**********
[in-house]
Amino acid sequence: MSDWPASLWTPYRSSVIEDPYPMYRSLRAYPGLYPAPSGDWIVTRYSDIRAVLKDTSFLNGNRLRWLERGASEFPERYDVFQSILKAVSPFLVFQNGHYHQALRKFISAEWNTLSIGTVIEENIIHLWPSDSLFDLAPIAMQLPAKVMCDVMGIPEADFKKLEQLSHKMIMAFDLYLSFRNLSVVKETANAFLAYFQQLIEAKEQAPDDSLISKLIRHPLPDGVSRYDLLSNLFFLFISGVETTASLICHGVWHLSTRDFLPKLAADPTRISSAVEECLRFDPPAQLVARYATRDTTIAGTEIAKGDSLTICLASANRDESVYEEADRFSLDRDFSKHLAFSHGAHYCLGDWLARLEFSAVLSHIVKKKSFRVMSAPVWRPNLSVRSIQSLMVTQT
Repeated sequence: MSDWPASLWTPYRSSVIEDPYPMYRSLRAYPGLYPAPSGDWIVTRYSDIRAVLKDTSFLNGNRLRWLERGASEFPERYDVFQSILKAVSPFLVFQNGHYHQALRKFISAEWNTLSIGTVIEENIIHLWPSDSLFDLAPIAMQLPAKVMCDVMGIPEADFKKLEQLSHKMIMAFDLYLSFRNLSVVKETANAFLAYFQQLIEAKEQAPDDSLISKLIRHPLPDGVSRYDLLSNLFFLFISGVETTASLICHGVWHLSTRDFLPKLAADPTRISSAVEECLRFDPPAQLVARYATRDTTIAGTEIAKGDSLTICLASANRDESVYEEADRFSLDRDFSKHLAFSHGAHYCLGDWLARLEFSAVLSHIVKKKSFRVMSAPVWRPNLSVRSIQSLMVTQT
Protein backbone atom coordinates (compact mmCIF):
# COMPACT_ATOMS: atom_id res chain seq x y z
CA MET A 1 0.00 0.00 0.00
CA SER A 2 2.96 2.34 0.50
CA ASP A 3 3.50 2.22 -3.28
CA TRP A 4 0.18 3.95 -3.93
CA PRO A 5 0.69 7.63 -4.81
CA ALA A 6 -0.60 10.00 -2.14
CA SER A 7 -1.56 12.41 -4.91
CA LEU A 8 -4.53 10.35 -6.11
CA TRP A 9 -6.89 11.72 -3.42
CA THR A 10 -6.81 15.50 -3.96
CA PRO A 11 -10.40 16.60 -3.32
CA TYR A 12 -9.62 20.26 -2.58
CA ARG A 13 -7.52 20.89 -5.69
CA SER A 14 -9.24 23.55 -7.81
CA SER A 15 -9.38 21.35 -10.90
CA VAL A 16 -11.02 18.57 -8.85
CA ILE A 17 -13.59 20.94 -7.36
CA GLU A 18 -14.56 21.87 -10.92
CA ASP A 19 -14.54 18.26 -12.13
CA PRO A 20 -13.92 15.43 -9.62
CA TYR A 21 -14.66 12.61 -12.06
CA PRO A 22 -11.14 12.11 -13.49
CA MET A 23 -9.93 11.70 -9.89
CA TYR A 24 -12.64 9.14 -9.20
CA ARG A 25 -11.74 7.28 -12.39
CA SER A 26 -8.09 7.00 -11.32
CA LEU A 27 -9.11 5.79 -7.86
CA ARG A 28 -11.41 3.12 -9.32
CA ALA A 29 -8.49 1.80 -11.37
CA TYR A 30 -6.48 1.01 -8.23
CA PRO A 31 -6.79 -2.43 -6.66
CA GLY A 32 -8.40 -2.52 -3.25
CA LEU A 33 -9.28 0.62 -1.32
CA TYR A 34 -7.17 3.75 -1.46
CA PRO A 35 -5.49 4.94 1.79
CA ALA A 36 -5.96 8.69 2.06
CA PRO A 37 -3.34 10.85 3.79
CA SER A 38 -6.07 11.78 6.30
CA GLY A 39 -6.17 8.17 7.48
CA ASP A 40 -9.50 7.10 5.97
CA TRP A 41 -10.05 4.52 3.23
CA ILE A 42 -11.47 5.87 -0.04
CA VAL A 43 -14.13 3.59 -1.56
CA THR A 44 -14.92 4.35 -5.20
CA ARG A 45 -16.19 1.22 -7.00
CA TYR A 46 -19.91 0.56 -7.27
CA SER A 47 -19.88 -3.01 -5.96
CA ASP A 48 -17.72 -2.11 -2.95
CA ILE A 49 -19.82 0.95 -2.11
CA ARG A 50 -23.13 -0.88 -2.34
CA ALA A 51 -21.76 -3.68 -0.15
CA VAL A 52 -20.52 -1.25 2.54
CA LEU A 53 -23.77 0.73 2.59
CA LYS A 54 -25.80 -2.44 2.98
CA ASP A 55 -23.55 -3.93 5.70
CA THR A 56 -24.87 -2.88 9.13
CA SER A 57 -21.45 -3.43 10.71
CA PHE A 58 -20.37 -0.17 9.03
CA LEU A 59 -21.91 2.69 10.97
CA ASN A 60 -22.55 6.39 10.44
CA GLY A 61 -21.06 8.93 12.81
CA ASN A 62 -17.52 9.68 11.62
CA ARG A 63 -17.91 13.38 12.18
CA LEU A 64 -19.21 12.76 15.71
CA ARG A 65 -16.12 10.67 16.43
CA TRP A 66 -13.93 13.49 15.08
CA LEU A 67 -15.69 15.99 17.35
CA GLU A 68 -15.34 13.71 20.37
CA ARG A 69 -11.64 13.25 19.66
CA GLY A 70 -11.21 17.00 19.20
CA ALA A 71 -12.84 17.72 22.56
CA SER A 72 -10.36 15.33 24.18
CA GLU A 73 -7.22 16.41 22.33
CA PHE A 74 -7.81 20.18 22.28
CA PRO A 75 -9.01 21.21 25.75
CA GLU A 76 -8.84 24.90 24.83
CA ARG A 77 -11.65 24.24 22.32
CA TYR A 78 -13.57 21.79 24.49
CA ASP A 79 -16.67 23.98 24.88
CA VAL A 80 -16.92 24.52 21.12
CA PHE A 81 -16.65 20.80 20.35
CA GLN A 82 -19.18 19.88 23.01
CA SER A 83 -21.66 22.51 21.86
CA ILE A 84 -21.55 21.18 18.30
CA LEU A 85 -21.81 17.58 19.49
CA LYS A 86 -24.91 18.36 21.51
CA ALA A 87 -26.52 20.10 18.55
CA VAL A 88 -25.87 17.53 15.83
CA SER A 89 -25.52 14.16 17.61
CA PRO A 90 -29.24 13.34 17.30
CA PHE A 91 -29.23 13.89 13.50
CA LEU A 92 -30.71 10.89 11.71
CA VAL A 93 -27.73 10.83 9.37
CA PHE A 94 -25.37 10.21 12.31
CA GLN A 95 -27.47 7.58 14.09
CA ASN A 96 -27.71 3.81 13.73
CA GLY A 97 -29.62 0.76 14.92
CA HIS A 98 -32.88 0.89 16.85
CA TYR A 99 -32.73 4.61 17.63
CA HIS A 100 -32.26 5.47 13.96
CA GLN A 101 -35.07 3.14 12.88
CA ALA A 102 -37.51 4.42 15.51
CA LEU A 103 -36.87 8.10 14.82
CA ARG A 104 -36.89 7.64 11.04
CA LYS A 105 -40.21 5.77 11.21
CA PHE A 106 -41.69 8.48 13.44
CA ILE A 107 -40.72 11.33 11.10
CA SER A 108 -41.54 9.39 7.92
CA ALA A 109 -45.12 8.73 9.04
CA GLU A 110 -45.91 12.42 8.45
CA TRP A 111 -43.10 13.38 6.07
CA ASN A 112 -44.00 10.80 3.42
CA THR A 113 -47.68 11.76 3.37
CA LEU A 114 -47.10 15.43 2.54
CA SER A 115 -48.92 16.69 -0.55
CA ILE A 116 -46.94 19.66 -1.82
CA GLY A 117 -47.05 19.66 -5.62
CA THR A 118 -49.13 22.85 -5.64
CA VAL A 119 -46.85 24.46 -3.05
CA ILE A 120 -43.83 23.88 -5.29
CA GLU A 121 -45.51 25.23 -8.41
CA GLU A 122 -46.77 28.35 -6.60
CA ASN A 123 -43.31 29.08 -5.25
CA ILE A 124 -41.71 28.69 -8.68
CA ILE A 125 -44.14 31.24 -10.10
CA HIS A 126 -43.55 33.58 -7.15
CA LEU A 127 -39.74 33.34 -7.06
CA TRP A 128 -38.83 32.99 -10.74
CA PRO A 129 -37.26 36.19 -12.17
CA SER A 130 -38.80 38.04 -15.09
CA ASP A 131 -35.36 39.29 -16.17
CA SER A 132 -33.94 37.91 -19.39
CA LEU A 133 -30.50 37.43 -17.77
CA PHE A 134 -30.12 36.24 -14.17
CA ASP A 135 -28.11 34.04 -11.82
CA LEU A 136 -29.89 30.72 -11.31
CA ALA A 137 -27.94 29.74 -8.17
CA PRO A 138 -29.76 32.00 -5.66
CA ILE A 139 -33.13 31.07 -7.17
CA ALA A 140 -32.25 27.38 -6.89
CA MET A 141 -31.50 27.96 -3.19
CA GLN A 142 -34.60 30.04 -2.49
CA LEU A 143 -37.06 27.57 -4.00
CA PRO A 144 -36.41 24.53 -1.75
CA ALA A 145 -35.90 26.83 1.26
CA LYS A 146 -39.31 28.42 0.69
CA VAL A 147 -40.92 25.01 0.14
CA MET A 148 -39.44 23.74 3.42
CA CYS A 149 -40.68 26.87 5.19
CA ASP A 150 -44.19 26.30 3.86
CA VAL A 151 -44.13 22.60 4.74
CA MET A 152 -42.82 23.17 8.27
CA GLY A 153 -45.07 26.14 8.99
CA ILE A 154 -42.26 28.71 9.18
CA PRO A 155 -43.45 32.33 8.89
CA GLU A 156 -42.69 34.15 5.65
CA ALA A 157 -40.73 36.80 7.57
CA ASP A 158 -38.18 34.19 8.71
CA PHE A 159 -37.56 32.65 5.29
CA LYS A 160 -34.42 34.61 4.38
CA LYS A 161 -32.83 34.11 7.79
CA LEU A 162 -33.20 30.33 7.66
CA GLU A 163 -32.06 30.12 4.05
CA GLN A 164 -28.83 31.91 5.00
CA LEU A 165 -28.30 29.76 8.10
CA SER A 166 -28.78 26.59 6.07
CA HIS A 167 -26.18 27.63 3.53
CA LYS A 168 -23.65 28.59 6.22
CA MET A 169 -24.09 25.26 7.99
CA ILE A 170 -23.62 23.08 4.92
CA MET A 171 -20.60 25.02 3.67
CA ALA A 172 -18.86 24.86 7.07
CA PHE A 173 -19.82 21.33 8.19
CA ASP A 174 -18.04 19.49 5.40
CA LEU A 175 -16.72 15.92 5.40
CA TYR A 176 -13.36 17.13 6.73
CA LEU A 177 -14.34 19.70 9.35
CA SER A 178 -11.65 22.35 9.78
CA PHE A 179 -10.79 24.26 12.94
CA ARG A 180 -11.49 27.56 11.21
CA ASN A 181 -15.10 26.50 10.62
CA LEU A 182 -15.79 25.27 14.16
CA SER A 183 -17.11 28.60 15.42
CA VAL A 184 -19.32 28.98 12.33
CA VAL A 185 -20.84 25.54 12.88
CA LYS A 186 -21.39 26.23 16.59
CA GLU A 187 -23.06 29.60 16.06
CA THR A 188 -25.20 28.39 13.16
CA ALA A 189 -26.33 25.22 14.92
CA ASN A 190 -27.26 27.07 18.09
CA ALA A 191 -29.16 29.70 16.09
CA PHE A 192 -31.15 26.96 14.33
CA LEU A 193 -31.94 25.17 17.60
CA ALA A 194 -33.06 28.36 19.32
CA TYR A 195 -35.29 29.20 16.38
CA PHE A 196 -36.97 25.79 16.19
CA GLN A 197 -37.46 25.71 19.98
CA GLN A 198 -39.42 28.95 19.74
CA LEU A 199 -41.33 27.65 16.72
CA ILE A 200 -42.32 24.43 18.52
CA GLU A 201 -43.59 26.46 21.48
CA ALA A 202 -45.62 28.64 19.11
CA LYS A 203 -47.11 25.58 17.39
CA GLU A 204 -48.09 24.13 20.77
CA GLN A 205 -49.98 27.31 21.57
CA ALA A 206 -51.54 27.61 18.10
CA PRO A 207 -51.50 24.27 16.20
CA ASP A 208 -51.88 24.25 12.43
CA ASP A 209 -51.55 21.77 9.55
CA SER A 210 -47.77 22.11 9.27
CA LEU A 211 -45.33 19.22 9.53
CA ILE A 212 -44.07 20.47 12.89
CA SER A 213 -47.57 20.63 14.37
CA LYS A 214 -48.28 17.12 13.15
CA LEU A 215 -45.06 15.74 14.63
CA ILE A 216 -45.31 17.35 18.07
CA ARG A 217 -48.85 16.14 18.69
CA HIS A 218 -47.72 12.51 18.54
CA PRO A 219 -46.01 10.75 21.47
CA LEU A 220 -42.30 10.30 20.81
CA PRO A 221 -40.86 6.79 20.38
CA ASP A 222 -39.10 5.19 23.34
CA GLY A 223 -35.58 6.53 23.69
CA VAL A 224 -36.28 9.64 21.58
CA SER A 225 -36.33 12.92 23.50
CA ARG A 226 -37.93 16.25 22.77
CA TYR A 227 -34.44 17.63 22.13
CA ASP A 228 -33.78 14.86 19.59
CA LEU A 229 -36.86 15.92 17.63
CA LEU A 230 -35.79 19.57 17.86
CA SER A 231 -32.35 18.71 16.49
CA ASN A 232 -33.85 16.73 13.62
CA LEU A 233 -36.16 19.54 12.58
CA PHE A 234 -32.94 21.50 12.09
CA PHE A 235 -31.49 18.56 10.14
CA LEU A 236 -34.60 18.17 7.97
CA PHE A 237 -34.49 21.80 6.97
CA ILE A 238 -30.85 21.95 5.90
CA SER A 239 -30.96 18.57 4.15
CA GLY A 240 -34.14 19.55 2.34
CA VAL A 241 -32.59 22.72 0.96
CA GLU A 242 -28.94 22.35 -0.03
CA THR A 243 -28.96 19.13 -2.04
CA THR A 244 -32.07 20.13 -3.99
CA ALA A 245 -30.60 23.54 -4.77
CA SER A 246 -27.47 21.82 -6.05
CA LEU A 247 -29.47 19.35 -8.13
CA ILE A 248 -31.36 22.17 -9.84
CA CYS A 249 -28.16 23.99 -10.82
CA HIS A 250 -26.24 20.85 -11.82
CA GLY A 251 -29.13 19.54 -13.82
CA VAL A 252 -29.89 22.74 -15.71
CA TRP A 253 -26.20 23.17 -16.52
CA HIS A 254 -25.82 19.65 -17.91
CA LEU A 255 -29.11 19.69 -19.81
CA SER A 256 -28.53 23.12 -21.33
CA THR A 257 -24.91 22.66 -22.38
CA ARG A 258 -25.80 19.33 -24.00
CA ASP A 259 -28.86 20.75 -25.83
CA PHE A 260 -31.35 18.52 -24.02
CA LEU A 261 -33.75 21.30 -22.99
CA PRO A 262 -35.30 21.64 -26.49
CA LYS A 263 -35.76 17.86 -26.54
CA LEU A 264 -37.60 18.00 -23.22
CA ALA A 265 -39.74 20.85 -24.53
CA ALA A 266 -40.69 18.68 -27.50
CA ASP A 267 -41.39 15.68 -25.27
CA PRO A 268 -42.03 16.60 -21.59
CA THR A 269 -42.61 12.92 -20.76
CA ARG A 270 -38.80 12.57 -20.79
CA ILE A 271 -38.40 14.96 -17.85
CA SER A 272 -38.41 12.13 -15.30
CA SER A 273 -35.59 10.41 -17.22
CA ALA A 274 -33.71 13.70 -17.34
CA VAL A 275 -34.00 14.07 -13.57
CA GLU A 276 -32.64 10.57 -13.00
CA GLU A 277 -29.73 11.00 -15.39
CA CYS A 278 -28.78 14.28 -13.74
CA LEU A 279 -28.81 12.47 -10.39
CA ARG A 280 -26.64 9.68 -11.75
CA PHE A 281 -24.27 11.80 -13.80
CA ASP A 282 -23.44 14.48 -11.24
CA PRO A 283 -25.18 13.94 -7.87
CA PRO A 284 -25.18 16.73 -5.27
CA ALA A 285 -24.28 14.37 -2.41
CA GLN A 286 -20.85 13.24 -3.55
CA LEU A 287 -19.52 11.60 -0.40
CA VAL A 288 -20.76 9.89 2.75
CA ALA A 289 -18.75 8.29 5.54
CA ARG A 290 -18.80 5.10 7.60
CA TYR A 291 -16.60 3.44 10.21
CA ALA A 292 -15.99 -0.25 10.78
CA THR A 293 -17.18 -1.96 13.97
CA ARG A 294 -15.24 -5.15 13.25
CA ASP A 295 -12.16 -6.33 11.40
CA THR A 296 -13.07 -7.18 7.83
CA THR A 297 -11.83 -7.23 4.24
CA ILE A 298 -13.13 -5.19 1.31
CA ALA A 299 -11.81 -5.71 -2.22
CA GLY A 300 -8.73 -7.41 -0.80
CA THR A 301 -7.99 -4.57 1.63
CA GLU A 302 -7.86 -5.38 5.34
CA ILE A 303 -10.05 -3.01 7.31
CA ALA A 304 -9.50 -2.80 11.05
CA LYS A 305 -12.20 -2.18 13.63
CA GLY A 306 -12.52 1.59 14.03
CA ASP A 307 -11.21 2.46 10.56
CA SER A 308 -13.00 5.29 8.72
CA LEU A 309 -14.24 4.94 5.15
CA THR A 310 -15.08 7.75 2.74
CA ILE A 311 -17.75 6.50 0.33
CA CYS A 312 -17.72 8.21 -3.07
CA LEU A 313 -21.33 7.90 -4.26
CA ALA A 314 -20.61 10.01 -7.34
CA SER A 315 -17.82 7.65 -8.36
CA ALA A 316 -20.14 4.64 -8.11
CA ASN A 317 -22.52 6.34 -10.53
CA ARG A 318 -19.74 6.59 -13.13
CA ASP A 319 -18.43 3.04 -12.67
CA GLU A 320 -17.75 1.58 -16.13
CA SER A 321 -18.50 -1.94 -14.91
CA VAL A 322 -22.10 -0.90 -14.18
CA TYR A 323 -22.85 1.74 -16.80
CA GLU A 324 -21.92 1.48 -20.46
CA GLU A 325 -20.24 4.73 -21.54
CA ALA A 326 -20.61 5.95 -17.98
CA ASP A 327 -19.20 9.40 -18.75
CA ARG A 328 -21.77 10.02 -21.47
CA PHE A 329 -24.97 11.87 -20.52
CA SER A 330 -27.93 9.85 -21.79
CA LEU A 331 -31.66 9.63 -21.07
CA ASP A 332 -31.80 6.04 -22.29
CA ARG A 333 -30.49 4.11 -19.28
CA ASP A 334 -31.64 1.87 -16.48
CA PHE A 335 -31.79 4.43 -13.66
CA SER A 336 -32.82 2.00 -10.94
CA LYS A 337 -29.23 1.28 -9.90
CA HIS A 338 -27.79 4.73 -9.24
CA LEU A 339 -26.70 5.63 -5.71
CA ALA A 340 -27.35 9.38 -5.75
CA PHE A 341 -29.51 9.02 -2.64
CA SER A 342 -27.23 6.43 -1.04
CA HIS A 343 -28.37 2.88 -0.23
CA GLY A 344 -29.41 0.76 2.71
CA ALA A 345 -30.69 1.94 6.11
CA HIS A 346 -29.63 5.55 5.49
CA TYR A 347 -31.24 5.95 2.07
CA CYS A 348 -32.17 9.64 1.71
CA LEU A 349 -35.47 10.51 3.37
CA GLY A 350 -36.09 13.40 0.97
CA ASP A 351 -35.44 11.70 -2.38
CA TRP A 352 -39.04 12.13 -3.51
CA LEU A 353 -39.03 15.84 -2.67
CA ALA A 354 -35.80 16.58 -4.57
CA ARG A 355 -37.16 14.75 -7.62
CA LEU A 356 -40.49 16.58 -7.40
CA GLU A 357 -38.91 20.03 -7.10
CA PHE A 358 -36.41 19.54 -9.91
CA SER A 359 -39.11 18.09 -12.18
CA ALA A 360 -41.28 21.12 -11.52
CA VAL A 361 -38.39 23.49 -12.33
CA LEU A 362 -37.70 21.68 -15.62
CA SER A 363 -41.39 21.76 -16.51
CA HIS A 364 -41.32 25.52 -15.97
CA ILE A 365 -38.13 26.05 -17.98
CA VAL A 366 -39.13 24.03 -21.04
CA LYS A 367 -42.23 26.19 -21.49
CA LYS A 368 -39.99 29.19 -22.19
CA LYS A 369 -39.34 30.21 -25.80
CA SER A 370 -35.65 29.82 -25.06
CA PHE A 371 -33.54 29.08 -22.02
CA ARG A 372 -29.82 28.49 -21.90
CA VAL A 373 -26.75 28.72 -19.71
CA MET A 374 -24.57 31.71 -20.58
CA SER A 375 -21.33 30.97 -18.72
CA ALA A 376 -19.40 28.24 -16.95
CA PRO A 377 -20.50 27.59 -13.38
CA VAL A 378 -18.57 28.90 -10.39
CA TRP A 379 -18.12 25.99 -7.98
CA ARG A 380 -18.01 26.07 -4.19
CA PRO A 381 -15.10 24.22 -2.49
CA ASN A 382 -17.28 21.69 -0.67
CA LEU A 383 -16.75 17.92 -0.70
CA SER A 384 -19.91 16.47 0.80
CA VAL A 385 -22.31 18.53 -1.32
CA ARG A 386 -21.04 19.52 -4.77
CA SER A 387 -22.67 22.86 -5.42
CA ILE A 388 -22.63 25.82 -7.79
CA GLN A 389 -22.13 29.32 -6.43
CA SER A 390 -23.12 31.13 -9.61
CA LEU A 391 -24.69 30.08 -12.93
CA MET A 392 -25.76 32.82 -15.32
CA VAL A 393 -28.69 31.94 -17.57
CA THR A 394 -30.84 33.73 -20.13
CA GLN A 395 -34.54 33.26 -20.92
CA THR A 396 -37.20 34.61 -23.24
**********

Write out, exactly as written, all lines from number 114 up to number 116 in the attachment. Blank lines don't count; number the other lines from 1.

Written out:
CA ALA A 109 -45.12 8.73 9.04
CA GLU A 110 -45.91 12.42 8.45
CA TRP A 111 -43.10 13.38 6.07